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Chocolate lovers could be lowering their risk of stroke: study


Toronto, Preliminary data shows possible health benefits of eating chocolate

Giving chocolates to your Valentine on February 14th may help lower their risk of stroke based on a preliminary study from researchers at St. Michael’s Hospital. The study, which is being presented at the American Academy of Neurology in April, also found that eating chocolate may lower the risk of death after suffering a stroke.

“Though more research is needed to determine whether chocolate is the contributing factor to lowering stroke risk, it is rich in anti-oxidants and that may have a protective effect against stroke,” explains Dr. Gustavo Saposnik, a neurologist at St. Michael’s Hospital.

Chocolate is rich in antioxidants called flavonoids which may help lower the risk of strokes.

Authored by Sarah Sahib, the research analyzed three studies involving chocolate consumption and stroke risk. One showed there was no association between flavonoid intake and risk of stroke or death. In contrast, a second study found an association with stroke for chocolate consumption once a week as opposed to none per week. The third study suggested flavonoid intake from eating chocolate weekly lowered death caused by a stroke.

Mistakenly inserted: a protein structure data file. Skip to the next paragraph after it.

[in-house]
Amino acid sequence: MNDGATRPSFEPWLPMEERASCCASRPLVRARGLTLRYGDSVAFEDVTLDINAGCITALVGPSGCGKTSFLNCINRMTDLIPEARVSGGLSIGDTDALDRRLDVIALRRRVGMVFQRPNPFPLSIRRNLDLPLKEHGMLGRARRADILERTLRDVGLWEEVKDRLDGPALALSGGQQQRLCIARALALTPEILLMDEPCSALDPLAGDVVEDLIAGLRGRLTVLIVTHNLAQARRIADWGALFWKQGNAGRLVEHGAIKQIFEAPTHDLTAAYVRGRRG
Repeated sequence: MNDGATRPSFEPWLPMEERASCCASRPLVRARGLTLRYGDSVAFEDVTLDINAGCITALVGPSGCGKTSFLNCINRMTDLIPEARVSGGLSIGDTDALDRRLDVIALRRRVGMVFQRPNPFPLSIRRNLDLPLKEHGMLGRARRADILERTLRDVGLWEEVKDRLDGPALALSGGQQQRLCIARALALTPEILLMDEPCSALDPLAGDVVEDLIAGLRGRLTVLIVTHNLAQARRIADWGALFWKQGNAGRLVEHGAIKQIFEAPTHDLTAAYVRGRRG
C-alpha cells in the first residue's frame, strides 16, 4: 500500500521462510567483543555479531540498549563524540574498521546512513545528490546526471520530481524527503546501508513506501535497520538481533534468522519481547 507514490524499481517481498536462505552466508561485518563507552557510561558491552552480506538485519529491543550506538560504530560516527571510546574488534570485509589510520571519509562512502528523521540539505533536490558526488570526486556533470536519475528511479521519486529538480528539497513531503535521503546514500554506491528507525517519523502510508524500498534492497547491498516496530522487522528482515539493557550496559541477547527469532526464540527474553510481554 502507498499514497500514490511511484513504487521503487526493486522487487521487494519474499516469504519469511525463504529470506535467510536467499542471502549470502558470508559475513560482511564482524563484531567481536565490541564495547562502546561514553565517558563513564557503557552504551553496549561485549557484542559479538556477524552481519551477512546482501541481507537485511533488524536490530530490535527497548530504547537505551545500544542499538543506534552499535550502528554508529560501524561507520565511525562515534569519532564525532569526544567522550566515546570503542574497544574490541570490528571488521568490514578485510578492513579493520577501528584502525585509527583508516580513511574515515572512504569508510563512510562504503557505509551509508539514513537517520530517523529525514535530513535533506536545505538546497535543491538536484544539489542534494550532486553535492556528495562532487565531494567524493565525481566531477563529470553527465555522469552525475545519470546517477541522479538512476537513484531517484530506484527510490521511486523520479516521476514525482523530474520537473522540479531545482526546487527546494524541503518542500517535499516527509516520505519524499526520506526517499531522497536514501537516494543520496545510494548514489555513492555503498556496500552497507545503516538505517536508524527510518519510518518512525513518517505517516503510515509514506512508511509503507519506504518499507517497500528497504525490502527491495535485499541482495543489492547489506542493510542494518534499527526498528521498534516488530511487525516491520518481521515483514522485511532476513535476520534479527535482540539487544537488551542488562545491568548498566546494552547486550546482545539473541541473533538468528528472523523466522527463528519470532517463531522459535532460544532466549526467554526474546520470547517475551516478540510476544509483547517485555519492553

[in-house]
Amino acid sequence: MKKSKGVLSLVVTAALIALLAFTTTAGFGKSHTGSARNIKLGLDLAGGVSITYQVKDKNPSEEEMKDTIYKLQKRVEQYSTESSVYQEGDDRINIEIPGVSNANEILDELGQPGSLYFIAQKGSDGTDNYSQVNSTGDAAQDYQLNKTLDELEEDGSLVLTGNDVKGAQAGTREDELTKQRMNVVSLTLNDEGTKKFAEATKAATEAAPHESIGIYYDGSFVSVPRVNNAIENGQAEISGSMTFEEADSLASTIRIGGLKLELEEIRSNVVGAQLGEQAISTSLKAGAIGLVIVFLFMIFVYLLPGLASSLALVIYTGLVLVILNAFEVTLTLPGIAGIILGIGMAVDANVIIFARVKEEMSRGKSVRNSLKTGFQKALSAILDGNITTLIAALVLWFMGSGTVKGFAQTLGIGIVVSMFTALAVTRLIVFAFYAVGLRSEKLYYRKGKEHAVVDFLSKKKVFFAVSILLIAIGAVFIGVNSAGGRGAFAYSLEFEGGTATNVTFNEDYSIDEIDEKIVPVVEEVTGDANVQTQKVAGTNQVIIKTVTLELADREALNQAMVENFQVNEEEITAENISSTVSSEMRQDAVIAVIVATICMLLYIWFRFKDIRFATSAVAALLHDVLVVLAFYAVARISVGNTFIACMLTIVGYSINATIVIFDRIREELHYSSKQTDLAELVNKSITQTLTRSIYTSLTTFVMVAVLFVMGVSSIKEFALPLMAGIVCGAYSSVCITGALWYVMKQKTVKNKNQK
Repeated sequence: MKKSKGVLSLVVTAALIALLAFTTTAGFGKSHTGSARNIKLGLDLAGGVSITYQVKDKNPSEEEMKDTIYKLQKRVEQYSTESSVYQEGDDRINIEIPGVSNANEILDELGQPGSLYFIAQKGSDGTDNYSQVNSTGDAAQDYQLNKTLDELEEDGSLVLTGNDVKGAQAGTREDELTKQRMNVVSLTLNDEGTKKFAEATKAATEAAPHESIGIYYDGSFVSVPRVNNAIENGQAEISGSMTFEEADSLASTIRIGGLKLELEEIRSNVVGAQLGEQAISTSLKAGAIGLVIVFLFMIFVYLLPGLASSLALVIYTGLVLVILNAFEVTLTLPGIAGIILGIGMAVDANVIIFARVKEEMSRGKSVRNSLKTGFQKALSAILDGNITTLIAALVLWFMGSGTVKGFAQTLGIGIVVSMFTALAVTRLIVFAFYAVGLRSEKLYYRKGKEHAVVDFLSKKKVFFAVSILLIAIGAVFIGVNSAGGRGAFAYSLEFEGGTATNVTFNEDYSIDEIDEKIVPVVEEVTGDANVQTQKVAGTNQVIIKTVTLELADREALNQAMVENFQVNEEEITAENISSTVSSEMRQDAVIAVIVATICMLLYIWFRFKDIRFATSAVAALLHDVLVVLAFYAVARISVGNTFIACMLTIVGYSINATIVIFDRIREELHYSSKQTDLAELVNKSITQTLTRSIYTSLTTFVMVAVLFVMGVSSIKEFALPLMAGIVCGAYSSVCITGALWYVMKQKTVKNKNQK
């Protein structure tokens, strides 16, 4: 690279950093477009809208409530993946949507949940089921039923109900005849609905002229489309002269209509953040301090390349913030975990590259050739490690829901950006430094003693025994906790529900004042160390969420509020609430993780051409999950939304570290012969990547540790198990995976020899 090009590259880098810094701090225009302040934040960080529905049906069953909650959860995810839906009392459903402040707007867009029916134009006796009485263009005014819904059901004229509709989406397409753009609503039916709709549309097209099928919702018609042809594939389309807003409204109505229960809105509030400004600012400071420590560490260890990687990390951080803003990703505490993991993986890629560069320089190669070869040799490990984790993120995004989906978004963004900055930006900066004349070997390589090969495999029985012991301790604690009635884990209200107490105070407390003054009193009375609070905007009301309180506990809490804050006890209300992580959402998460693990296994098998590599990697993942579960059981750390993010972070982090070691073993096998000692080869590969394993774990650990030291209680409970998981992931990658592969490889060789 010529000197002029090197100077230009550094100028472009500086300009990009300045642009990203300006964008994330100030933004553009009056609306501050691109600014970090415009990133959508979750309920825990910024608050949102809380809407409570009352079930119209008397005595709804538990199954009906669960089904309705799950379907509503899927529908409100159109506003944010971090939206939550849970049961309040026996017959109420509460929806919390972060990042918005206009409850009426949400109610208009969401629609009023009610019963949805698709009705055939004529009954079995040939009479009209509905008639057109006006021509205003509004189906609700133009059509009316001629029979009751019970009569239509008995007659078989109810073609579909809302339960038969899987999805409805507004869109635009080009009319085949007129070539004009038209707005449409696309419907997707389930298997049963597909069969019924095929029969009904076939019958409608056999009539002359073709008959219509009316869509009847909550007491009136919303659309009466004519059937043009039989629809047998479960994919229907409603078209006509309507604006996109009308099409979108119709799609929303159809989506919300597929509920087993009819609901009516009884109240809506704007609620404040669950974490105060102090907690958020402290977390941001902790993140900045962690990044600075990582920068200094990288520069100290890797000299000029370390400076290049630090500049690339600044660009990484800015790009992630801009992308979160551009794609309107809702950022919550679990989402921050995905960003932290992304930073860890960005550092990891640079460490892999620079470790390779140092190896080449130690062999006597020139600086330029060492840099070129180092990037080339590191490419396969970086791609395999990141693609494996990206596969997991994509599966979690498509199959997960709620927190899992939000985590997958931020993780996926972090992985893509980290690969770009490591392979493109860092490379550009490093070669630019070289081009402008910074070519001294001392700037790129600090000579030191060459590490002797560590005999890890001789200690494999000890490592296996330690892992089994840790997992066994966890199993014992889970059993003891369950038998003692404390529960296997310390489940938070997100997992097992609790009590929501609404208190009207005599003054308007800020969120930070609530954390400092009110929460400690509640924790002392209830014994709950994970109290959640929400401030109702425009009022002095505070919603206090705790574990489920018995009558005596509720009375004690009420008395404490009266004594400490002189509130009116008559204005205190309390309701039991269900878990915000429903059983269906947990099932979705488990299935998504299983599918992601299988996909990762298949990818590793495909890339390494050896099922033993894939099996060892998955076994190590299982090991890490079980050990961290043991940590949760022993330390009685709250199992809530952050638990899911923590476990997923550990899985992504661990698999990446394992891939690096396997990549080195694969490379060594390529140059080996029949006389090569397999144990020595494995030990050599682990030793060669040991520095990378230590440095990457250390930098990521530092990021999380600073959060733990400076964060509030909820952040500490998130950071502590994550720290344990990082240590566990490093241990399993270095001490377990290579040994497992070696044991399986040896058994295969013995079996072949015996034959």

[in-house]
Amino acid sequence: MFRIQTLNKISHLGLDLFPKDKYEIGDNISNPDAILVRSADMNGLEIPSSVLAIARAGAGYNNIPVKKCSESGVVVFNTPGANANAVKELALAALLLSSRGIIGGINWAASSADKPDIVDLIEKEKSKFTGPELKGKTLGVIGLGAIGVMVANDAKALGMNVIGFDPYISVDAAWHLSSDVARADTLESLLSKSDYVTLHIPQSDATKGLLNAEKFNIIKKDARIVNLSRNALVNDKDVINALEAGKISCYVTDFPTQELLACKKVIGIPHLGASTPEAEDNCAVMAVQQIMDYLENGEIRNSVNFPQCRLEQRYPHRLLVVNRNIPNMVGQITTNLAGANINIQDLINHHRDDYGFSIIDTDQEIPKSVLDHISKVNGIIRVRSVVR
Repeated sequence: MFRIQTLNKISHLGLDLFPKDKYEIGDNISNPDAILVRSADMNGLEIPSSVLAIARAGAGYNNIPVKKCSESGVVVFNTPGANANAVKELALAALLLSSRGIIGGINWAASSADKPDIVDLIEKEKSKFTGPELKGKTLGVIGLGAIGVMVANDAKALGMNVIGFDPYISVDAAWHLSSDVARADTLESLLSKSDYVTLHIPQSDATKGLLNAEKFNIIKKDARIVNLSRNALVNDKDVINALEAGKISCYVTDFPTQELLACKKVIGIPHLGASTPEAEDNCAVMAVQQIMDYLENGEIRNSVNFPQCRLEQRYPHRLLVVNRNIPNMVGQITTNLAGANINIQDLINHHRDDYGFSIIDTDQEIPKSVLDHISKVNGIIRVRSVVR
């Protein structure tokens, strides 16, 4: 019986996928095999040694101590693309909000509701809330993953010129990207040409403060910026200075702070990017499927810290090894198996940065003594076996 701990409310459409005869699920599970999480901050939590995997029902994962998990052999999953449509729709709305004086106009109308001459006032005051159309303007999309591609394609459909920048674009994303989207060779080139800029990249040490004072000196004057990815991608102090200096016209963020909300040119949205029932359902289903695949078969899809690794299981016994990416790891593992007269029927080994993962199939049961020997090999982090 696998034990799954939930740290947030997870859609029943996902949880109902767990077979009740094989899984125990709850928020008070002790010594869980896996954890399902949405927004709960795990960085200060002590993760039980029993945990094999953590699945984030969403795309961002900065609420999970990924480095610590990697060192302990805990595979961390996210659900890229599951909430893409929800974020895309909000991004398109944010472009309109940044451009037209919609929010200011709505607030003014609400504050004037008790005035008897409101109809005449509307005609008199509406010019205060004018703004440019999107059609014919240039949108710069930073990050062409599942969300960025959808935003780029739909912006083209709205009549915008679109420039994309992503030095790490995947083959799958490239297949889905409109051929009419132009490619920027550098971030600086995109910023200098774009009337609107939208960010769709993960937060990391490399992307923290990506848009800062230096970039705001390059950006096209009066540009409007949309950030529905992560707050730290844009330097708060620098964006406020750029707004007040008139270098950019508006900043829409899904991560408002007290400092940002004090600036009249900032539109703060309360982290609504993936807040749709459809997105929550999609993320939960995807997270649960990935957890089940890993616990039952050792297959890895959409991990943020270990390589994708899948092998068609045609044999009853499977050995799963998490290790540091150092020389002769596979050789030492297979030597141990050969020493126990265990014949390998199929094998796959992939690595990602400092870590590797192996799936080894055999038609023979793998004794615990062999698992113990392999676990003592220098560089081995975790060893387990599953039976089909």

“We are continuing to investigate the correlation between chocolate and the risk of stroke,” says Dr. Saposnik. “The preliminary data is interesting but we need to determine whether consumption truly lowers the risk of a stroke or whether the benefit is biased based on those who are on average healthier than the general population when enrolling in a clinical trial.”
About St. Michael’s Hospital

St. Michael’s Hospital provides compassionate care to all who walk through its doors. The Hospital also provides outstanding medical education to future health care professionals in more than 23 academic disciplines. Critical care and trauma, heart disease, neurosurgery, diabetes, cancer care, and care of the homeless are among the Hospital’s recognized areas of expertise. Through the Keenan Research Centre and the Li Ka Shing Knowledge Institute, research at St. Michael’s Hospital is recognized and put into practice around the world. Founded in 1892, the Hospital is fully affiliated with the University of Toronto.


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